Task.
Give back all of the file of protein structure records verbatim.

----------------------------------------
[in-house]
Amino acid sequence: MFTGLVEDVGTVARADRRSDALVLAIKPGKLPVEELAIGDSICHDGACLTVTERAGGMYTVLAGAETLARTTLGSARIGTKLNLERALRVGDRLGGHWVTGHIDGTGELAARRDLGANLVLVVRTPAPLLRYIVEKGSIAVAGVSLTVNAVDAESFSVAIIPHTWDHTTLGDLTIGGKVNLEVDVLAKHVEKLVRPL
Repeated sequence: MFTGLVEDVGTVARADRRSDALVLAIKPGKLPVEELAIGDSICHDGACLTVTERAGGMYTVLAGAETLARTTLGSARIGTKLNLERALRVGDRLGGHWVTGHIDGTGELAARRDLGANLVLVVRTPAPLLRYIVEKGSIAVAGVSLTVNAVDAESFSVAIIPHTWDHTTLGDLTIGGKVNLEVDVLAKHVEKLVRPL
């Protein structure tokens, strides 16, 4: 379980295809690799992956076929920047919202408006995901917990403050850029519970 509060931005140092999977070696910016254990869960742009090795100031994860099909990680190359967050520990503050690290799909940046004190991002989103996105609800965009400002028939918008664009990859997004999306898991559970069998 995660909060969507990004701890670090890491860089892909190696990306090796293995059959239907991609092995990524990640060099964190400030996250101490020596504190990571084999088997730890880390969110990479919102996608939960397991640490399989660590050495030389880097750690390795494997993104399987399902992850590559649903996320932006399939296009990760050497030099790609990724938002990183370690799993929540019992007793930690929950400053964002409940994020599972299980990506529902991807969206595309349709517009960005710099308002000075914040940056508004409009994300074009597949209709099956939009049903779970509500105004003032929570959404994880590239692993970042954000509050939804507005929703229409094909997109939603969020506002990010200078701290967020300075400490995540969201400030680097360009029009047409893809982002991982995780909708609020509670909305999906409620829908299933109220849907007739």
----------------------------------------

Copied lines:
[in-house]
Amino acid sequence: MFTGLVEDVGTVARADRRSDALVLAIKPGKLPVEELAIGDSICHDGACLTVTERAGGMYTVLAGAETLARTTLGSARIGTKLNLERALRVGDRLGGHWVTGHIDGTGELAARRDLGANLVLVVRTPAPLLRYIVEKGSIAVAGVSLTVNAVDAESFSVAIIPHTWDHTTLGDLTIGGKVNLEVDVLAKHVEKLVRPL
Repeated sequence: MFTGLVEDVGTVARADRRSDALVLAIKPGKLPVEELAIGDSICHDGACLTVTERAGGMYTVLAGAETLARTTLGSARIGTKLNLERALRVGDRLGGHWVTGHIDGTGELAARRDLGANLVLVVRTPAPLLRYIVEKGSIAVAGVSLTVNAVDAESFSVAIIPHTWDHTTLGDLTIGGKVNLEVDVLAKHVEKLVRPL
């Protein structure tokens, strides 16, 4: 379980295809690799992956076929920047919202408006995901917990403050850029519970 509060931005140092999977070696910016254990869960742009090795100031994860099909990680190359967050520990503050690290799909940046004190991002989103996105609800965009400002028939918008664009990859997004999306898991559970069998 995660909060969507990004701890670090890491860089892909190696990306090796293995059959239907991609092995990524990640060099964190400030996250101490020596504190990571084999088997730890880390969110990479919102996608939960397991640490399989660590050495030389880097750690390795494997993104399987399902992850590559649903996320932006399939296009990760050497030099790609990724938002990183370690799993929540019992007793930690929950400053964002409940994020599972299980990506529902991807969206595309349709517009960005710099308002000075914040940056508004409009994300074009597949209709099956939009049903779970509500105004003032929570959404994880590239692993970042954000509050939804507005929703229409094909997109939603969020506002990010200078701290967020300075400490995540969201400030680097360009029009047409893809982002991982995780909708609020509670909305999906409620829908299933109220849907007739």